Over the course of the long year, Buck’s stats declined to his career norms and became a shadow of his April production. On August 27, he was packaged along with Marlon Byrd to the playoff-bound Pirates – as this is written, John Buck is enjoying his very first post-season – in exchange for pitcher Vic Black and minor-league second baseman Dilson Herrera.

By that time, of course, Travis d’Arnaud had arrived. The young catcher debuted on August 17, to great fanfare on game broadcasts and huge excitement in the fan base. He looked just as one would expect a first-time, highly-touted major-leaguer to look: scared to death and unable to hit. The faith in d’Arnaud has not been shaken by this small-sample performance – it’s still way too early to label him a bust – but the organization must be on the lookout for any bad habits he may have developed.

Here’s how the catchers actually panned out:


PA – 407
AVG – .215
OBP – .285
SLG – .367
HR – 15
RBIs – 60


PA – 112
AVG – .202
OBP – .286
SLG – .263
HR – 1
RBIs – 5

It’s near impossible to say who got close and who was way off, given the wild fluctuations in both men’s plate appearances. Only two of Mets360’s writers had Buck with 400 PA or more, and only two – one different one – had d’Arnaud as low as 112. The “pros” were way off, as well: d’Arnaud’s injury basically knocked everybody into a cocked hat.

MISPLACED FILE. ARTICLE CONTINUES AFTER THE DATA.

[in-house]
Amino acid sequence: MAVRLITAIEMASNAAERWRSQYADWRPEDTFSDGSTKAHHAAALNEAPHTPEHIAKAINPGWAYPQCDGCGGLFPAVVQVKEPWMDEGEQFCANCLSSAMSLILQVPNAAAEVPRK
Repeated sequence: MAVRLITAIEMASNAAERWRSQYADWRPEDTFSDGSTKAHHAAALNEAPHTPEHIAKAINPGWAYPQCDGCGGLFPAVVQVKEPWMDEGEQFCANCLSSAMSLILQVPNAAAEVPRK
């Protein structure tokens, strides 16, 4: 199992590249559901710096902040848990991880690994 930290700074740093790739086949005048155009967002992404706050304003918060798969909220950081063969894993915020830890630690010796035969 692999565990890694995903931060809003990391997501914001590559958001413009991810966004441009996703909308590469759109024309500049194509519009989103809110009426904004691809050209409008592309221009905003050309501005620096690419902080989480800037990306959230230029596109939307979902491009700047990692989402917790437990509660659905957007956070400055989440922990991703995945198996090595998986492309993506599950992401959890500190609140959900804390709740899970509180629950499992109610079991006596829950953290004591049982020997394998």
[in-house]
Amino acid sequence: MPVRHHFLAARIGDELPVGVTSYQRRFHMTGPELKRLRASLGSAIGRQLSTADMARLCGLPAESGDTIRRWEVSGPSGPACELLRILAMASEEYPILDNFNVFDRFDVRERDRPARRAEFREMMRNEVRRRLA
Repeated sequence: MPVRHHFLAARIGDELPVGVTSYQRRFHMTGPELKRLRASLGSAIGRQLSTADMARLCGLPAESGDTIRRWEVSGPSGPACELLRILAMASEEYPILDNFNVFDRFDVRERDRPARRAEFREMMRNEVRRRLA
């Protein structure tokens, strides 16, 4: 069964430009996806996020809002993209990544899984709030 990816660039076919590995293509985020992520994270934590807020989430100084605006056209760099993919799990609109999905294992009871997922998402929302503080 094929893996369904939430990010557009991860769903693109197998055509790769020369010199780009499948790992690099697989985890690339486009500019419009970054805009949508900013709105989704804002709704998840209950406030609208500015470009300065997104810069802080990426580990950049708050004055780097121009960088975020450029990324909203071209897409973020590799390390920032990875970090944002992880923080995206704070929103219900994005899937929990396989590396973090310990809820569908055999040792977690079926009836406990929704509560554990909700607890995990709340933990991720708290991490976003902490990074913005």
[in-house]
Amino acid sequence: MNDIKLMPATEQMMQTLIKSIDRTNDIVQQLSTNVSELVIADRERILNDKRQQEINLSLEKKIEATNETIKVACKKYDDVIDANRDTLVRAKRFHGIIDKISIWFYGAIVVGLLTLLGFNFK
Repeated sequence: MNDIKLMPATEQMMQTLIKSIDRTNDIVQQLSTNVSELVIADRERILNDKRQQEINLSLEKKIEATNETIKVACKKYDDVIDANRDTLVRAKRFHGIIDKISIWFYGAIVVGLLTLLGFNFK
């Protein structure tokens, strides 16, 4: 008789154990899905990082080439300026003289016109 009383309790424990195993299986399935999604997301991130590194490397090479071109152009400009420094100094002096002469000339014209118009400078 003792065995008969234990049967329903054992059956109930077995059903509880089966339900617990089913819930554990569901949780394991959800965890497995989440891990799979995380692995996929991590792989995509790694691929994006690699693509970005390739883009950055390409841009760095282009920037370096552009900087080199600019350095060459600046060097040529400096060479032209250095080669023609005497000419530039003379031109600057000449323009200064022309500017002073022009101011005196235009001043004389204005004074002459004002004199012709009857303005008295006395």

Many hopes are pinned to Travis d’Arnaud. The question is: will they be rewarded?

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1 comment for “Mets360’s 2013 Pre-Season Predictions – How’d We Do? Mets’ Catchers Edition

  1. Metsense
    October 8, 2013 at 4:43 pm

    Buck was a valuable piece in 2013 providing solid defense behind the plate and hitting more homeruns from the catcher position in quite a few years. Sandy made an excellent trade last August to the Pirates and he deserves full credit for it. I hope they don’t bring Buck back, or for that matter any veteran. There is no need to when you already have a backup in Anthony Recker who projects as an average NL catcher.
    2013 NL AVG:17 HR, 307/379/686 and Recker: 6 HR , 280/400/680 in 135 AB’s so if he projectec to 400 AB’s he would hit 18 homeruns. I am not stating Recker should start, just be an inexpensive backup.
    d’Arnaud was offensively underwhelming in his MLB debut but the Mets are hitched to this horse and will need to ride him in 2014. Hopefully he will be at least average offensively. His 2014 season will be a indication of the Met 2014 season. It is a lot of pressure for a rookie, and unfortunate that the Met offense is so poor that it will rely on a rookie. It goes with the turf when you are traded twice for Cy Young winners and are expected to be a #5 or #6 in the big league lineup.